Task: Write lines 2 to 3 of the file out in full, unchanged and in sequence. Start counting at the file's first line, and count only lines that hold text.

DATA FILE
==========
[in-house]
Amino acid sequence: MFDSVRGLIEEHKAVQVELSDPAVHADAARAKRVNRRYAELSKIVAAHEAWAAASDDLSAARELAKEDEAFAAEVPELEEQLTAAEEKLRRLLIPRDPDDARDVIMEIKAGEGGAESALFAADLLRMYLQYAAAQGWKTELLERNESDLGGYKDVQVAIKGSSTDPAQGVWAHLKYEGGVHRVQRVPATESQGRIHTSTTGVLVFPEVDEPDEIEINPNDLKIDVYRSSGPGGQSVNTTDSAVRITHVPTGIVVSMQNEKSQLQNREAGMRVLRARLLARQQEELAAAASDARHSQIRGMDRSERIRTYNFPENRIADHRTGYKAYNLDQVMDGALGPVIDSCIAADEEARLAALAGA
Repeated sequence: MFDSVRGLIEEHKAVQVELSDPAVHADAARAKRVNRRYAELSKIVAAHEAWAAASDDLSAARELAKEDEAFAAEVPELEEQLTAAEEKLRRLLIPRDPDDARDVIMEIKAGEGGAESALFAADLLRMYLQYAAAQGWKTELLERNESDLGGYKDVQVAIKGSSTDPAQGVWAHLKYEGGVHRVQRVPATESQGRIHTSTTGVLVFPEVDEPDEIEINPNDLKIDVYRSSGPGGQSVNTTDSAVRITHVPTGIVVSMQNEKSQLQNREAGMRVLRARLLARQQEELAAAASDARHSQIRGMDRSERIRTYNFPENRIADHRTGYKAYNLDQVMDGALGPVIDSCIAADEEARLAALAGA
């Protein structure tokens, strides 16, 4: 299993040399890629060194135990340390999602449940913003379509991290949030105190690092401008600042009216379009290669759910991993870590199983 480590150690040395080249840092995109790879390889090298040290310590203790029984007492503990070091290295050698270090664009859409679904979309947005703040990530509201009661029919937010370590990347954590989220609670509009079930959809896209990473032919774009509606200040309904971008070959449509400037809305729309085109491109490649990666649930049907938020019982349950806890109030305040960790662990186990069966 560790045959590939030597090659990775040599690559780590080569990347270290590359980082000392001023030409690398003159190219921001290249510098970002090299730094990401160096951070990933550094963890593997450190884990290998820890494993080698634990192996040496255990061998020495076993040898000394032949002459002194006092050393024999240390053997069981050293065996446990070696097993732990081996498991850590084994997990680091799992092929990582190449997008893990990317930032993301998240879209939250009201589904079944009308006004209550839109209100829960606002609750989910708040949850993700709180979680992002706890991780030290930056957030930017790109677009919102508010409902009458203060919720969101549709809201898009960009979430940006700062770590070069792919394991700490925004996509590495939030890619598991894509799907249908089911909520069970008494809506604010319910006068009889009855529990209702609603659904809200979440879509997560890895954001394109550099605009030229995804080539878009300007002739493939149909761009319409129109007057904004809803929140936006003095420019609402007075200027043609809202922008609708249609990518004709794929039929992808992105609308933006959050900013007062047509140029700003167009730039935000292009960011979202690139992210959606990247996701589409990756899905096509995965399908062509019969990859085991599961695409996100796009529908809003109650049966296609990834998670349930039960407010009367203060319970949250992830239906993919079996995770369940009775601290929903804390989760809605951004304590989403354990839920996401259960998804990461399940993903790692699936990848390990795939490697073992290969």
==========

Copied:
Amino acid sequence: MFDSVRGLIEEHKAVQVELSDPAVHADAARAKRVNRRYAELSKIVAAHEAWAAASDDLSAARELAKEDEAFAAEVPELEEQLTAAEEKLRRLLIPRDPDDARDVIMEIKAGEGGAESALFAADLLRMYLQYAAAQGWKTELLERNESDLGGYKDVQVAIKGSSTDPAQGVWAHLKYEGGVHRVQRVPATESQGRIHTSTTGVLVFPEVDEPDEIEINPNDLKIDVYRSSGPGGQSVNTTDSAVRITHVPTGIVVSMQNEKSQLQNREAGMRVLRARLLARQQEELAAAASDARHSQIRGMDRSERIRTYNFPENRIADHRTGYKAYNLDQVMDGALGPVIDSCIAADEEARLAALAGA
Repeated sequence: MFDSVRGLIEEHKAVQVELSDPAVHADAARAKRVNRRYAELSKIVAAHEAWAAASDDLSAARELAKEDEAFAAEVPELEEQLTAAEEKLRRLLIPRDPDDARDVIMEIKAGEGGAESALFAADLLRMYLQYAAAQGWKTELLERNESDLGGYKDVQVAIKGSSTDPAQGVWAHLKYEGGVHRVQRVPATESQGRIHTSTTGVLVFPEVDEPDEIEINPNDLKIDVYRSSGPGGQSVNTTDSAVRITHVPTGIVVSMQNEKSQLQNREAGMRVLRARLLARQQEELAAAASDARHSQIRGMDRSERIRTYNFPENRIADHRTGYKAYNLDQVMDGALGPVIDSCIAADEEARLAALAGA